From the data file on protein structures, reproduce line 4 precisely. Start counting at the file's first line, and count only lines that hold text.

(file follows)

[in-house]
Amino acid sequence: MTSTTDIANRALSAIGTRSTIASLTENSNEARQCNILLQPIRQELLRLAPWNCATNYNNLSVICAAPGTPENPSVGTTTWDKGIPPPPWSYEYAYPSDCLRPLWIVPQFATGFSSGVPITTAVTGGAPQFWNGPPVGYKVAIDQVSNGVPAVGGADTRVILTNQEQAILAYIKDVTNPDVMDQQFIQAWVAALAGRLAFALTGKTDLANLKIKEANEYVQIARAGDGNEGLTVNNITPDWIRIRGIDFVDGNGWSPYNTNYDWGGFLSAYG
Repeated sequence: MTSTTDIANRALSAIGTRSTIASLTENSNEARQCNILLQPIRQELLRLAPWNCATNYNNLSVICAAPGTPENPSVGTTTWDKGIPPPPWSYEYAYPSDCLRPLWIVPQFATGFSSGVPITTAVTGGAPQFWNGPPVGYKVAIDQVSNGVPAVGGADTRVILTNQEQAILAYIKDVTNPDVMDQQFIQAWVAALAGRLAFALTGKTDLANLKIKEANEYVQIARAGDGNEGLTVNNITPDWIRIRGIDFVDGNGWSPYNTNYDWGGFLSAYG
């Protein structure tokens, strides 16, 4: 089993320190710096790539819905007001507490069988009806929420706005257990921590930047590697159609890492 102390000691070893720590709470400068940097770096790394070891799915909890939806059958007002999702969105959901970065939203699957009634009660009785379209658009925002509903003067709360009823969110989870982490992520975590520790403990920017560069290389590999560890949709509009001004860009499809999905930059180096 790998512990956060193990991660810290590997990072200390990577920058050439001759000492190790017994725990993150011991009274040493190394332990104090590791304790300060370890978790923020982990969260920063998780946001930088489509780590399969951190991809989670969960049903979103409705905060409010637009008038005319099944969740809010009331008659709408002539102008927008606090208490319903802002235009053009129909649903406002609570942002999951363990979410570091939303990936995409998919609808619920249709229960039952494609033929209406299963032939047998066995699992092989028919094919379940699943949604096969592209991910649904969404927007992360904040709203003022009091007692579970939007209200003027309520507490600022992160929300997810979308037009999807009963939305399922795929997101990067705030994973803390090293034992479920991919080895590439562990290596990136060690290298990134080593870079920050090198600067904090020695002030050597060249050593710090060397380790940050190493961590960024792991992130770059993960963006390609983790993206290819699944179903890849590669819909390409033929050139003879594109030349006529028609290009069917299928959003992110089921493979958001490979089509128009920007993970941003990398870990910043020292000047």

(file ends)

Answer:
């Protein structure tokens, strides 16, 4: 089993320190710096790539819905007001507490069988009806929420706005257990921590930047590697159609890492 102390000691070893720590709470400068940097770096790394070891799915909890939806059958007002999702969105959901970065939203699957009634009660009785379209658009925002509903003067709360009823969110989870982490992520975590520790403990920017560069290389590999560890949709509009001004860009499809999905930059180096 790998512990956060193990991660810290590997990072200390990577920058050439001759000492190790017994725990993150011991009274040493190394332990104090590791304790300060370890978790923020982990969260920063998780946001930088489509780590399969951190991809989670969960049903979103409705905060409010637009008038005319099944969740809010009331008659709408002539102008927008606090208490319903802002235009053009129909649903406002609570942002999951363990979410570091939303990936995409998919609808619920249709229960039952494609033929209406299963032939047998066995699992092989028919094919379940699943949604096969592209991910649904969404927007992360904040709203003022009091007692579970939007209200003027309520507490600022992160929300997810979308037009999807009963939305399922795929997101990067705030994973803390090293034992479920991919080895590439562990290596990136060690290298990134080593870079920050090198600067904090020695002030050597060249050593710090060397380790940050190493961590960024792991992130770059993960963006390609983790993206290819699944179903890849590669819909390409033929050139003879594109030349006529028609290009069917299928959003992110089921493979958001490979089509128009920007993970941003990398870990910043020292000047």